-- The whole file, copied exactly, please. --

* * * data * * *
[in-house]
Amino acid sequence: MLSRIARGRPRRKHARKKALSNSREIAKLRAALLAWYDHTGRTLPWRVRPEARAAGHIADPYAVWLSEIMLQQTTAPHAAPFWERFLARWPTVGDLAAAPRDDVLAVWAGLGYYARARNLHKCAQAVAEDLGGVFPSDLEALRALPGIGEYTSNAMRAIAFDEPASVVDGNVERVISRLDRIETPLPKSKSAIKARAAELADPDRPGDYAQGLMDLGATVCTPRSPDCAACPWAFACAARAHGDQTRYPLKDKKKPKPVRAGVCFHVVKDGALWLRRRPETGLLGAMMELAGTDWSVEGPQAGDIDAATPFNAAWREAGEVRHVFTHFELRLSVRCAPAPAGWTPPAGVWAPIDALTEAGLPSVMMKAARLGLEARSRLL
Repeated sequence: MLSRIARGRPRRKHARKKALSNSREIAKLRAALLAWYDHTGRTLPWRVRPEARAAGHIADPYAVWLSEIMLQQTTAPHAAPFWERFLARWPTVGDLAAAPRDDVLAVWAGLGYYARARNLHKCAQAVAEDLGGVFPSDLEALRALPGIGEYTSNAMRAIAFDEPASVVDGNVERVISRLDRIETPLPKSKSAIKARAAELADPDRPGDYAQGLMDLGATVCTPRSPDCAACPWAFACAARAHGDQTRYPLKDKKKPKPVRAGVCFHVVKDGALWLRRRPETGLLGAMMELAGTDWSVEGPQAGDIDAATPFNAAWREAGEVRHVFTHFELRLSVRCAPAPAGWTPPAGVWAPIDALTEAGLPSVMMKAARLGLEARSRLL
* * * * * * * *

[in-house]
Amino acid sequence: MLSRIARGRPRRKHARKKALSNSREIAKLRAALLAWYDHTGRTLPWRVRPEARAAGHIADPYAVWLSEIMLQQTTAPHAAPFWERFLARWPTVGDLAAAPRDDVLAVWAGLGYYARARNLHKCAQAVAEDLGGVFPSDLEALRALPGIGEYTSNAMRAIAFDEPASVVDGNVERVISRLDRIETPLPKSKSAIKARAAELADPDRPGDYAQGLMDLGATVCTPRSPDCAACPWAFACAARAHGDQTRYPLKDKKKPKPVRAGVCFHVVKDGALWLRRRPETGLLGAMMELAGTDWSVEGPQAGDIDAATPFNAAWREAGEVRHVFTHFELRLSVRCAPAPAGWTPPAGVWAPIDALTEAGLPSVMMKAARLGLEARSRLL
Repeated sequence: MLSRIARGRPRRKHARKKALSNSREIAKLRAALLAWYDHTGRTLPWRVRPEARAAGHIADPYAVWLSEIMLQQTTAPHAAPFWERFLARWPTVGDLAAAPRDDVLAVWAGLGYYARARNLHKCAQAVAEDLGGVFPSDLEALRALPGIGEYTSNAMRAIAFDEPASVVDGNVERVISRLDRIETPLPKSKSAIKARAAELADPDRPGDYAQGLMDLGATVCTPRSPDCAACPWAFACAARAHGDQTRYPLKDKKKPKPVRAGVCFHVVKDGALWLRRRPETGLLGAMMELAGTDWSVEGPQAGDIDAATPFNAAWREAGEVRHVFTHFELRLSVRCAPAPAGWTPPAGVWAPIDALTEAGLPSVMMKAARLGLEARSRLL